Kierkegaard ridicules the conformists of his day for their desire to get along with everyone without conflict, confusing acquiescence to the neighbor with love of the neighbor. When the neighbor is harming herself or himself, morally or physically, one who loves the neighbor is called to give instruction, not acquiescence (this, incidentally, is one problem with the market -- we fulfill each other's demands rather than telling one another when our demands are harming us, morally or physically).

  • If you want to be well off and yet easily manage to become something, then forget God, never let yourself really become aware, never let it become really clear to you that it is he who has created you from nothing; proceed on the presupposition that a human being does not have time to waste on keeping in mind the one to whom he infinitely and unconditionally owes everything. ... Forget it and be noisy along with the crowd, laugh or cry, be busy from morning until night, be loved and respected and esteemed as a friend, as a public official, as a king, as a pallbearer. Above all be an earnest person by having forgotten the one and only earnestness, to relate yourself to God, to become nothing.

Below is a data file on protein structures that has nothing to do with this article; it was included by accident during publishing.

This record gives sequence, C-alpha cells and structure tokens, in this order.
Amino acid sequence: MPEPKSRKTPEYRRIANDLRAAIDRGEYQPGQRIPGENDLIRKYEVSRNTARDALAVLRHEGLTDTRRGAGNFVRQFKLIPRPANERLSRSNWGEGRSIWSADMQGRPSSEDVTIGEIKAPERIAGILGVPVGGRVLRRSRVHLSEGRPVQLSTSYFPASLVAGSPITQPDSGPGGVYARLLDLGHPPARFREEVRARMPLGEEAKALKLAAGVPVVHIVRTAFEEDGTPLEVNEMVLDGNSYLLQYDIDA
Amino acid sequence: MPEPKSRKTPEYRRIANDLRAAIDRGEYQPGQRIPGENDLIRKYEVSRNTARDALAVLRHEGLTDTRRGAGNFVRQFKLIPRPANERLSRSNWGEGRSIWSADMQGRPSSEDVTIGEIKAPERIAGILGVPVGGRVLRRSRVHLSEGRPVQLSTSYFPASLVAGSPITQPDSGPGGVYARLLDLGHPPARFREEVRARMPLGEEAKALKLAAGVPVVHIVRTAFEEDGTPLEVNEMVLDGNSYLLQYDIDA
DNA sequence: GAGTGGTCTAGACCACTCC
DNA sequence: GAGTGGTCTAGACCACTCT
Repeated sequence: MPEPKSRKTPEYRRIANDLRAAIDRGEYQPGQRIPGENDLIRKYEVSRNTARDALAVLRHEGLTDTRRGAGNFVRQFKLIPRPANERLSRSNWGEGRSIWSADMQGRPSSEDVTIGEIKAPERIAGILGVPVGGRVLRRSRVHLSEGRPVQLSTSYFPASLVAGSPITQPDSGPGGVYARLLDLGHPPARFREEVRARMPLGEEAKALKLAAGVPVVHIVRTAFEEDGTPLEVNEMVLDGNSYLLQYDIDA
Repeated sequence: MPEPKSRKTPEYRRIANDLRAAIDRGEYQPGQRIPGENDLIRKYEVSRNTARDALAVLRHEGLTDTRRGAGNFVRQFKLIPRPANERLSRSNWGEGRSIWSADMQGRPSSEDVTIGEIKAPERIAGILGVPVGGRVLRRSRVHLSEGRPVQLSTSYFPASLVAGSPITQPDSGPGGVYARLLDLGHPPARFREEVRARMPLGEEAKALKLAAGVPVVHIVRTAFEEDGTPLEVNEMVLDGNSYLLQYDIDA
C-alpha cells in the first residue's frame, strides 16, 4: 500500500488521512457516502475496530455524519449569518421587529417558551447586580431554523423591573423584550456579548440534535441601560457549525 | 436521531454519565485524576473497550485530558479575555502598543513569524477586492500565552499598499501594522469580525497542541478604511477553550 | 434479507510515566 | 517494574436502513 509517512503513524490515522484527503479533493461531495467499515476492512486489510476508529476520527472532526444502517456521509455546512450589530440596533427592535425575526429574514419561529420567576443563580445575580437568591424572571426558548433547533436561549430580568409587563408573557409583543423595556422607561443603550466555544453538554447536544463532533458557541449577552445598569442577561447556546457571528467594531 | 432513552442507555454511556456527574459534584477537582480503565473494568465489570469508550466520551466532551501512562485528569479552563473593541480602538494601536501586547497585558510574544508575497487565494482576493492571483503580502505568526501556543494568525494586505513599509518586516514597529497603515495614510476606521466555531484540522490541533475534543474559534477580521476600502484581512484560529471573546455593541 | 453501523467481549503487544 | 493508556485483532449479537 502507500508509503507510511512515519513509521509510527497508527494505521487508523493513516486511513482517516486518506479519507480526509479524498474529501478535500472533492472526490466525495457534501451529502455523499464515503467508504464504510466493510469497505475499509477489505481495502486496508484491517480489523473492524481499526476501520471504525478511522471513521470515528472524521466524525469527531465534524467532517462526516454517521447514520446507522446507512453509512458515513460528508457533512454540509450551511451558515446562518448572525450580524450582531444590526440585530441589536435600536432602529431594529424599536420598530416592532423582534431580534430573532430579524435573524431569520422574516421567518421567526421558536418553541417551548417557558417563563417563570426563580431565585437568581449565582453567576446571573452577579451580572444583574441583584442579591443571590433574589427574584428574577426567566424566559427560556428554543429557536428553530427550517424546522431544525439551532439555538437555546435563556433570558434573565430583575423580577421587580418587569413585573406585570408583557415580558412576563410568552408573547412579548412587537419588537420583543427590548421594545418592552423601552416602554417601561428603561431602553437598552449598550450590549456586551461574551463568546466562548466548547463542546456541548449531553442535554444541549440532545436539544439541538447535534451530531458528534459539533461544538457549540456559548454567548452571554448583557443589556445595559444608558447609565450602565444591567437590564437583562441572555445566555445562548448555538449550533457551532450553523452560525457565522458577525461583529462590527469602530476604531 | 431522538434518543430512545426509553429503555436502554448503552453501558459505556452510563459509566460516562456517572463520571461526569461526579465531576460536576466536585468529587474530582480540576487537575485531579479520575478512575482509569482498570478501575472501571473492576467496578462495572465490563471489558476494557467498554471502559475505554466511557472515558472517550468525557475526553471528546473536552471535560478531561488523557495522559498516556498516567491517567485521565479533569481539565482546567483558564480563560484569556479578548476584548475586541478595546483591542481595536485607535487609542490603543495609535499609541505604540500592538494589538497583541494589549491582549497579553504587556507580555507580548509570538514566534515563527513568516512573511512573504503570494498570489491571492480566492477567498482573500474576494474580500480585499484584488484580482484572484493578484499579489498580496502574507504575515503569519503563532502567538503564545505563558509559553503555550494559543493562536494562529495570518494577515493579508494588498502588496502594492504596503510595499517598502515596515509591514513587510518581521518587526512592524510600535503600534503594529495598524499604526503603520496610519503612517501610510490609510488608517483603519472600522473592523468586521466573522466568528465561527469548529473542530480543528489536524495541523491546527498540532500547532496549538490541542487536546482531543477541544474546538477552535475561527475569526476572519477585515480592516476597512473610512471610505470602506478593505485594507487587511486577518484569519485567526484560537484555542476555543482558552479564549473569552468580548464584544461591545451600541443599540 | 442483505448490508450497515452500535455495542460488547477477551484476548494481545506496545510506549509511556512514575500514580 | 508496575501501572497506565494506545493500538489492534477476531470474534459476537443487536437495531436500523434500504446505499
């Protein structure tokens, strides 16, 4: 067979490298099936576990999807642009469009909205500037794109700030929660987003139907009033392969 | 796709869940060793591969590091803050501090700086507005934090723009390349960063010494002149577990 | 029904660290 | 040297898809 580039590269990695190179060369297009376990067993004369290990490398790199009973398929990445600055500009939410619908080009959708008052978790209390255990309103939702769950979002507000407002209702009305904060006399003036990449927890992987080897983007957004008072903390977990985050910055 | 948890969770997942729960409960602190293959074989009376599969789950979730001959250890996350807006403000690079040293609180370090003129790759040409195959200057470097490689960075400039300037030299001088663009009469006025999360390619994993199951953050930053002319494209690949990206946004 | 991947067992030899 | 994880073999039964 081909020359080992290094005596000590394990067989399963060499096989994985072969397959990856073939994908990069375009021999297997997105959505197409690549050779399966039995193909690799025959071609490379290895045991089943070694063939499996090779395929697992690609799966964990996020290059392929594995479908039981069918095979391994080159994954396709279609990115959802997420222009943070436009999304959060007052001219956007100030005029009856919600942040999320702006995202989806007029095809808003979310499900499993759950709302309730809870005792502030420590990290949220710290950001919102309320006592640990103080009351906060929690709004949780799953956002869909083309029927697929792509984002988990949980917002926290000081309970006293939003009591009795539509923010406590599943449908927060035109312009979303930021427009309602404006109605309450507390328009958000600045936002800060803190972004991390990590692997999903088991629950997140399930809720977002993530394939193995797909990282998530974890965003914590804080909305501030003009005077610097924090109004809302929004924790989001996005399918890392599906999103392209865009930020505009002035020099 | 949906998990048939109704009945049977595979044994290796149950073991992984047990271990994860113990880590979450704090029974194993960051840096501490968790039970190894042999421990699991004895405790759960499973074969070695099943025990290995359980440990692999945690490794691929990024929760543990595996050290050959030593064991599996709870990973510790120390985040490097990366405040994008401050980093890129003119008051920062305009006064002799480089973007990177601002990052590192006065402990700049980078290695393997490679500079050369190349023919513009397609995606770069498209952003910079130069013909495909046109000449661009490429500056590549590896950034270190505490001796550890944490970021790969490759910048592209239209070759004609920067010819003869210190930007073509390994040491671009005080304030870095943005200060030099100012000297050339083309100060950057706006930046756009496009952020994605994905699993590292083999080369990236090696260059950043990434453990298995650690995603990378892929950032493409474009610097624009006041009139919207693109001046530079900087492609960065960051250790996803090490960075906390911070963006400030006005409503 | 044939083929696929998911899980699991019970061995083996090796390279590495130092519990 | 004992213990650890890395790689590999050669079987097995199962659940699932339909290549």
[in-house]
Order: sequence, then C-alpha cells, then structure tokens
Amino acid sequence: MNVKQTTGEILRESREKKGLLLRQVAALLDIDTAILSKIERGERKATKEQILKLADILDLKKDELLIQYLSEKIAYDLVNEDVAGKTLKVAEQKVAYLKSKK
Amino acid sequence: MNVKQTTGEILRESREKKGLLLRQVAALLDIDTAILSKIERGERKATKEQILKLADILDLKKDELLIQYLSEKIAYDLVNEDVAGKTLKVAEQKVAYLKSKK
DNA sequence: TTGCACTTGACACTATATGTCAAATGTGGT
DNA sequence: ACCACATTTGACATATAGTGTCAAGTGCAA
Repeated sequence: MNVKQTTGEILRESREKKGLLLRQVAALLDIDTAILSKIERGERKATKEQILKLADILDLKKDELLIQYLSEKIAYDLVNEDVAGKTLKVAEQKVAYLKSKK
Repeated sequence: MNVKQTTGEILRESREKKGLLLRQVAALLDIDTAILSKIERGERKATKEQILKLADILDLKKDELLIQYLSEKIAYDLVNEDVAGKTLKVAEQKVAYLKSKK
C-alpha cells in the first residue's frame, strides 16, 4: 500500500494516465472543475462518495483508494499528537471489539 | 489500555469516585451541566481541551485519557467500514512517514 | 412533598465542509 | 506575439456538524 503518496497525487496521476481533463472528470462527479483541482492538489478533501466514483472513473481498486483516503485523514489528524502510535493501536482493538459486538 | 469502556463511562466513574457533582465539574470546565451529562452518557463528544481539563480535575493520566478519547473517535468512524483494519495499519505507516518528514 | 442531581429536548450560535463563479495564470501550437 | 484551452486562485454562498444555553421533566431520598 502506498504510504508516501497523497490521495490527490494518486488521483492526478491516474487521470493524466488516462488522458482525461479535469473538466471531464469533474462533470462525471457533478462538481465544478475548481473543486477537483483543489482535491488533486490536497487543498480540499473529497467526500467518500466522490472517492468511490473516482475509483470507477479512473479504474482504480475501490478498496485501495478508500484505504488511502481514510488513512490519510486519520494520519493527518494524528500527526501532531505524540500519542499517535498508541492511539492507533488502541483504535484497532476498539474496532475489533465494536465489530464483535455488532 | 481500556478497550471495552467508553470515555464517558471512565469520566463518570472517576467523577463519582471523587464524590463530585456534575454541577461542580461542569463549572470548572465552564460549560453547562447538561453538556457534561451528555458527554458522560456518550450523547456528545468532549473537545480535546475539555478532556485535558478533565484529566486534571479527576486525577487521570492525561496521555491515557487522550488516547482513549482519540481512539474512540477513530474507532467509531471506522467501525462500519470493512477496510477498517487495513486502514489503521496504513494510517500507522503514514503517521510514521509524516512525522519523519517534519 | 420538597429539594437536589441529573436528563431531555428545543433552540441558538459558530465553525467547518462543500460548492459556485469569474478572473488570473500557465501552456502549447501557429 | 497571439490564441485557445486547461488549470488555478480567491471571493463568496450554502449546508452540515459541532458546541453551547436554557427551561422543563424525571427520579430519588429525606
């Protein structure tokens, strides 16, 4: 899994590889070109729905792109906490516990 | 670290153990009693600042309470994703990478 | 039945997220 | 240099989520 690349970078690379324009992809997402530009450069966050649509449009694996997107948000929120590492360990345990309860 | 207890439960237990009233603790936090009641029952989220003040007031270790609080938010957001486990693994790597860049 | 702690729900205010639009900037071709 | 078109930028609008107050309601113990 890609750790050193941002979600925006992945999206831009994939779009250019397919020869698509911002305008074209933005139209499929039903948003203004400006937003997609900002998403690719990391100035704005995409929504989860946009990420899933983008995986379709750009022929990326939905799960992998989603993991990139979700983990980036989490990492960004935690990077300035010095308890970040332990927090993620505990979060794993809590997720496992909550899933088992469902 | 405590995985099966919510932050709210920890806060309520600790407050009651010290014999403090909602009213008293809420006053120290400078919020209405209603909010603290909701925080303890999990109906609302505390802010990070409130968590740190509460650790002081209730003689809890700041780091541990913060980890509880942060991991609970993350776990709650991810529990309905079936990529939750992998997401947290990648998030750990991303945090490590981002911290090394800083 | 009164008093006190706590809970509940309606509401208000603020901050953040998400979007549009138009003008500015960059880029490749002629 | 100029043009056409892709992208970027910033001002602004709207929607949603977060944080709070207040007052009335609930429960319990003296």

• Works of Love , p. 103

Thanks again for rousing up an interesting discussion. It's always a pleasure to chat/debate with you DanielTom. ~ Peter1c (talk) 16:59, 9 March 2018 (UTC)

  • προσεκύνησαν τῷ θηρίῳ λέγοντες Τίς ὅμοιος τῷ θηρίῳ, καὶ τίς δύναται πολεμῆσαι μετ’ αὐτοῦ;
  • They worshiped the beast, saying, "Who is like the beast? And who can fight against it?"
  • Rev 13:4

The beast is invincible, so we must accept it. When it offers us money to be its apologists, we must accept it. Who can fight against it? It is better to be on the winning side. So reasons the bourgeois. The tyrants now provide $2 a day to the poor while they build bigger and bigger mansions for themselves. This is a huge improvement over a few decades ago! The form of tyranny of this beast is so much more humane and comfortable than the competing beast's form of tyranny! We get to choose between two candidates selected beforehand by the tyrants, while the competing form of tyranny allows no choice at all! See how good we have it! Such is the reasoning offered by the apologists of tyranny. They teach us to worship the beast. They teach us to disregard the injustice, tyranny and inhumanity of the beast, all in exchange for a paycheck.

At least principled libertarians like Roderick Long and Kevin Carson point out the discrepancies between the ideology of the free market and the status quo. The bourgeois economists, the paid apologists of capital, can't even do that. They call today's system a free market, conveniently ignoring the fact that today's ownership claims derive from land grabs, slavery, colonialism, crony capitalism, etc., as well as free trade. The sincere libertarians never cease to complain about this. But the bourgeois economist, whose job is to make the status quo seem rosy and humane and just, goes on citing statistics about how things are better. Never mind injustice. Look away from that. Look at the fact that, despite the injustice, certain metrics are improving.